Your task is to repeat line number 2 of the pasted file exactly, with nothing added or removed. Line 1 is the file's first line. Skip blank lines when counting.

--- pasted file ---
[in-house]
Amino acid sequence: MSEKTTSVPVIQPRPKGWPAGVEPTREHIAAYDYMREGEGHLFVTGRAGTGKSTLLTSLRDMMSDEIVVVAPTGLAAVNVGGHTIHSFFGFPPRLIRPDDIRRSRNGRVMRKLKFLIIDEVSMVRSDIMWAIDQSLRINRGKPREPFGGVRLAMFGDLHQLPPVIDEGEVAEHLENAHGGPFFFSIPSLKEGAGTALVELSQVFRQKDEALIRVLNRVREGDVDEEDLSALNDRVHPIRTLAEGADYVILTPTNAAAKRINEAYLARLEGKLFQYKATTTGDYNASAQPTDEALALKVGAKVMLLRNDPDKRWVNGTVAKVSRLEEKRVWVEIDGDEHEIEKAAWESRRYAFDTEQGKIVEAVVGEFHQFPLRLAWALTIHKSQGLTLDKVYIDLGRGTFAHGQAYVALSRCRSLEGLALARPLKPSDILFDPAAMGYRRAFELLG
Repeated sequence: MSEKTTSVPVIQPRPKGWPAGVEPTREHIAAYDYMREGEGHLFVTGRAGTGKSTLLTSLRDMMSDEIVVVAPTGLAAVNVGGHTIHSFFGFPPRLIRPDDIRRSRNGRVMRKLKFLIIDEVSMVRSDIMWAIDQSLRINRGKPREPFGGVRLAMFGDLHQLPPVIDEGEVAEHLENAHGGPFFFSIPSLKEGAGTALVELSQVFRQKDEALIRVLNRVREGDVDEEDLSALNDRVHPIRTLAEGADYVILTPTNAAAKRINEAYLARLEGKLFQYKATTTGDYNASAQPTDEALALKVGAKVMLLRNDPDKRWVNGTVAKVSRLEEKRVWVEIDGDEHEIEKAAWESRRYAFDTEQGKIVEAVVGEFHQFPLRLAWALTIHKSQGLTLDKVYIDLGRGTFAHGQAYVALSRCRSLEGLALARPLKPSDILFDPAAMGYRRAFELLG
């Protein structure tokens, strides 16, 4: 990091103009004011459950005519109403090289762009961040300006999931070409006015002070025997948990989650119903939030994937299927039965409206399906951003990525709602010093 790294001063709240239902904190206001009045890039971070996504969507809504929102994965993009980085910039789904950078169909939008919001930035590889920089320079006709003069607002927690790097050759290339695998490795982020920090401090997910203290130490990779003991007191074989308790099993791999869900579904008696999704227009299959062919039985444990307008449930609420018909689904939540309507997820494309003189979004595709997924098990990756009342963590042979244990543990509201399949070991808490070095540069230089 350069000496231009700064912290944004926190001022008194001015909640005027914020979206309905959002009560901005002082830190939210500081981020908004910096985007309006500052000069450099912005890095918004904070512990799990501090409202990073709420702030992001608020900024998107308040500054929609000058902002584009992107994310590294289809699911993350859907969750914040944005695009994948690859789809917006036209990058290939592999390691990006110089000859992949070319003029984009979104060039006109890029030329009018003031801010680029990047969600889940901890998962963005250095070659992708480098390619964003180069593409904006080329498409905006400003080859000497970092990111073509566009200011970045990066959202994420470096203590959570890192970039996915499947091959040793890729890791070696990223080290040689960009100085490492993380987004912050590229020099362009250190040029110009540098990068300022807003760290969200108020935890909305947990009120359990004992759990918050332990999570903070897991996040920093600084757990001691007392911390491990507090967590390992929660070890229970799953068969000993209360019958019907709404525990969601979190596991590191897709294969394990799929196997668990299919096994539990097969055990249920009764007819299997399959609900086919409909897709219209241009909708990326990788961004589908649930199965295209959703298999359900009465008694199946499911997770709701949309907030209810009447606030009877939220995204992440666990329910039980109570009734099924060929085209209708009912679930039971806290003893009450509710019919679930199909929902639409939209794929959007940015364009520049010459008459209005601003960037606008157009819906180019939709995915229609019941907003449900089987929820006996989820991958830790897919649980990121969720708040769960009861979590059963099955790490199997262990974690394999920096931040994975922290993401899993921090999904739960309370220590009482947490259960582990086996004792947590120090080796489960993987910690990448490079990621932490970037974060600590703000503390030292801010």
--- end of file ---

Amino acid sequence: MSEKTTSVPVIQPRPKGWPAGVEPTREHIAAYDYMREGEGHLFVTGRAGTGKSTLLTSLRDMMSDEIVVVAPTGLAAVNVGGHTIHSFFGFPPRLIRPDDIRRSRNGRVMRKLKFLIIDEVSMVRSDIMWAIDQSLRINRGKPREPFGGVRLAMFGDLHQLPPVIDEGEVAEHLENAHGGPFFFSIPSLKEGAGTALVELSQVFRQKDEALIRVLNRVREGDVDEEDLSALNDRVHPIRTLAEGADYVILTPTNAAAKRINEAYLARLEGKLFQYKATTTGDYNASAQPTDEALALKVGAKVMLLRNDPDKRWVNGTVAKVSRLEEKRVWVEIDGDEHEIEKAAWESRRYAFDTEQGKIVEAVVGEFHQFPLRLAWALTIHKSQGLTLDKVYIDLGRGTFAHGQAYVALSRCRSLEGLALARPLKPSDILFDPAAMGYRRAFELLG